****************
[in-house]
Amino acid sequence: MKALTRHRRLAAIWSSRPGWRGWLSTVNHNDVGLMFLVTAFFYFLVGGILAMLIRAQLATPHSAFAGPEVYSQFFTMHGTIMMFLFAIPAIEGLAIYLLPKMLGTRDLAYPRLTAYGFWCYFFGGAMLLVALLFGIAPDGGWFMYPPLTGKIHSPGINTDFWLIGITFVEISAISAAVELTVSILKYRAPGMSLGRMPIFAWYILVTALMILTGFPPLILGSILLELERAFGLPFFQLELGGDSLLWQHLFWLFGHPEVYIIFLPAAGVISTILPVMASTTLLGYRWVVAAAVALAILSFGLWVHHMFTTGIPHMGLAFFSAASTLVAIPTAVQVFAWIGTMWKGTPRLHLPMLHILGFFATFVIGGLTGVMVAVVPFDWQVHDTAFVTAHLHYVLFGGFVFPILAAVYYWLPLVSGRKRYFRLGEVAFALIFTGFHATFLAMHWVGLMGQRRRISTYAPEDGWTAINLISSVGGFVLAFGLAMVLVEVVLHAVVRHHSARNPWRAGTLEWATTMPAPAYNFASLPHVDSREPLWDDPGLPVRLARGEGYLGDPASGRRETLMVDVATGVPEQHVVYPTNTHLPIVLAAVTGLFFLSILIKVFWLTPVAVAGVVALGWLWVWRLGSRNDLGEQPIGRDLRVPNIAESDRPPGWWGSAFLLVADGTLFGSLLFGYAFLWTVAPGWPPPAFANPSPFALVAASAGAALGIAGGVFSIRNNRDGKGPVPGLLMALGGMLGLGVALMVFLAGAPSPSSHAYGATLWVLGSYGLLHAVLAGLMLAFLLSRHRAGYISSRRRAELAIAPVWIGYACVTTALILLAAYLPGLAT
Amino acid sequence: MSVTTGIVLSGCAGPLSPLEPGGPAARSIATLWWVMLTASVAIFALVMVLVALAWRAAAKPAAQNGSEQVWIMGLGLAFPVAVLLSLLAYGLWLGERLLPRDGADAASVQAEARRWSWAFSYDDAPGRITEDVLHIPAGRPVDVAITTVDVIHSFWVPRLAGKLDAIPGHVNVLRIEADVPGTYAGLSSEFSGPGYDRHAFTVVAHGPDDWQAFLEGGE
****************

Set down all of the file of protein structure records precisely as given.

[in-house]
Amino acid sequence: MKALTRHRRLAAIWSSRPGWRGWLSTVNHNDVGLMFLVTAFFYFLVGGILAMLIRAQLATPHSAFAGPEVYSQFFTMHGTIMMFLFAIPAIEGLAIYLLPKMLGTRDLAYPRLTAYGFWCYFFGGAMLLVALLFGIAPDGGWFMYPPLTGKIHSPGINTDFWLIGITFVEISAISAAVELTVSILKYRAPGMSLGRMPIFAWYILVTALMILTGFPPLILGSILLELERAFGLPFFQLELGGDSLLWQHLFWLFGHPEVYIIFLPAAGVISTILPVMASTTLLGYRWVVAAAVALAILSFGLWVHHMFTTGIPHMGLAFFSAASTLVAIPTAVQVFAWIGTMWKGTPRLHLPMLHILGFFATFVIGGLTGVMVAVVPFDWQVHDTAFVTAHLHYVLFGGFVFPILAAVYYWLPLVSGRKRYFRLGEVAFALIFTGFHATFLAMHWVGLMGQRRRISTYAPEDGWTAINLISSVGGFVLAFGLAMVLVEVVLHAVVRHHSARNPWRAGTLEWATTMPAPAYNFASLPHVDSREPLWDDPGLPVRLARGEGYLGDPASGRRETLMVDVATGVPEQHVVYPTNTHLPIVLAAVTGLFFLSILIKVFWLTPVAVAGVVALGWLWVWRLGSRNDLGEQPIGRDLRVPNIAESDRPPGWWGSAFLLVADGTLFGSLLFGYAFLWTVAPGWPPPAFANPSPFALVAASAGAALGIAGGVFSIRNNRDGKGPVPGLLMALGGMLGLGVALMVFLAGAPSPSSHAYGATLWVLGSYGLLHAVLAGLMLAFLLSRHRAGYISSRRRAELAIAPVWIGYACVTTALILLAAYLPGLAT
Amino acid sequence: MSVTTGIVLSGCAGPLSPLEPGGPAARSIATLWWVMLTASVAIFALVMVLVALAWRAAAKPAAQNGSEQVWIMGLGLAFPVAVLLSLLAYGLWLGERLLPRDGADAASVQAEARRWSWAFSYDDAPGRITEDVLHIPAGRPVDVAITTVDVIHSFWVPRLAGKLDAIPGHVNVLRIEADVPGTYAGLSSEFSGPGYDRHAFTVVAHGPDDWQAFLEGGE